If My Words Were Anything But Words (A Spoken Word)

Photo Credit: Deviantart
Photo Credit: Deviantart

My lips cannot begin to list

the legacies left by dead men

or the lives lent to that lengthy highway

we call history.

Truthfully, I don’t care–I’m just trying to make it

at mile-marker twenty-one,

and, truthfully, of that sum

you won’t find a landmark.

If my words were building materials

I would construct cities of glass where the sun never sets.

If my words were found in the wild they would drip

like dew from leaves,

running over rocks from great heights to collect in swirls

and be sucked up by green things.

If my words were infinity, I would have no need to belong to history.

If my words were anything but words,

maybe I would have arrived at my worth by now.

But my words are the murmur of a melody already sung.

Their reverb in the cathedral of my ribcage

is like the echo of a coronation choir

whose syllables I will never curl with my own tongue.

It’s been said that the mediocre writer borrows

from what has been written,

but that the great writer steals it…

so perhaps I could make history.

It’s been said the best stealing happens at 2 AM

when the world is asleep, and the creative juices have had time to steep,

so maybe I should just juice up on caffeine and steal until my fingertips bleed–

never mind

that none of the words belong to me, or that my identity camps out

like a homeless man beneath a bridge with other thieves,

to wake and walk highways to cafes in cities of other nations

whose caffeination is the achievement of 2 AM dreams

that have steeped for too long, so have to be stolen.

We’re all just trying to make history…

For twenty miles I have tried to subtract

the rubber skid-marks of right answers from the highway

as proof of a worthy existence,

ever since I was looked in the eyes as a youth

and told I could make a difference,

but the greatest Thief had stolen the truth–

and there is no rest for the deceived–

so I was destined to mark my miles

with words the world would perceive

as landmarks, but my life never seemed

to add up.

I was told as a child it was important to read history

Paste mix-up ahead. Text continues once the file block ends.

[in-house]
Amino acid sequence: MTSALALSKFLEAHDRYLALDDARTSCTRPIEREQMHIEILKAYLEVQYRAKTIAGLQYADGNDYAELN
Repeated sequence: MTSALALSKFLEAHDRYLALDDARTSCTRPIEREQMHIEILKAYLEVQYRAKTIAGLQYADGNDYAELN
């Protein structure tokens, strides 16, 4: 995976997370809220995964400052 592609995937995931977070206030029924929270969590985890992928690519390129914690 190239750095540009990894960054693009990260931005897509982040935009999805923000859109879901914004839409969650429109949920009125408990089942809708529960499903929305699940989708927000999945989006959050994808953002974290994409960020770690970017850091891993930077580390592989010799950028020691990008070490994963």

to learn from our mistakes.

Like knowing facts

would keep my hitchhiking heart intact

or knowing when wars ended would guardrail the war starting within me–

I have written a textbook of the holocausts

of my heart I never want you to see.

But I can’t rewrite history,

so instead I write with stolen words

who I wish I could have been,

and let you read that historical fiction.

When I was eighteen and a student of story’s craft,

I was brave enough to call myself a writer.

It was no longer a hobby, or homework, or future hope–

it was time to hang my byline on billboards along the highway.


no one trusts a thief they’ve taught

and the proposals I pitched were held to the master’s mile-stick

and found wanting.

They tell me to write what I know,

so I think about going back to school to study history,

secretly wanting to be found in my own.

They tell me to write the raw truth,

but not any truth that would upend the status quo.

They tell me to find my voice,

that a strong sense of self can only forge full-throttle,

to steal what has already been written–

but be original with it–

like words are recyclable glass bottles.

I don’t remember

when I realized my glass cities would never fit

into their plastic system.

I suppose it was when he gave me bread

so I wouldn’t have to steal anymore.

When I had fractioned my soul into fourths for this faction,

like a fractal trying to fit into an octagon,

and he came to make my fractured heart whole.

It was when he built me cities of glass

where the sun never sets,

when he found my history and forgot my holocausts,

when he hung as a byword so I could have a byline.

It was when I trusted him to lead me off the highway,

south into the desert,

where he fed me manna I did not know

so I would find I don’t live by bread alone,

but by the word that comes from his mouth.

It was when, in the hot sun,

he stripped me of my snake skin

so his words would drip as dew,

running over my ridges to swirl in my soul

and be sucked up by this green heart.

It was when I saw his words were the only words

unbound by time

and believed they are the only words

that give me worth.

Last summer he told me to write my story.

To trace the tune of his words in ink

until the stains and my skin are one in the same.

If my words were anything but words

I might have made history.

But with a single word he formed my ribcage

to be the cathedral of his voice,

and I am made

for his story.


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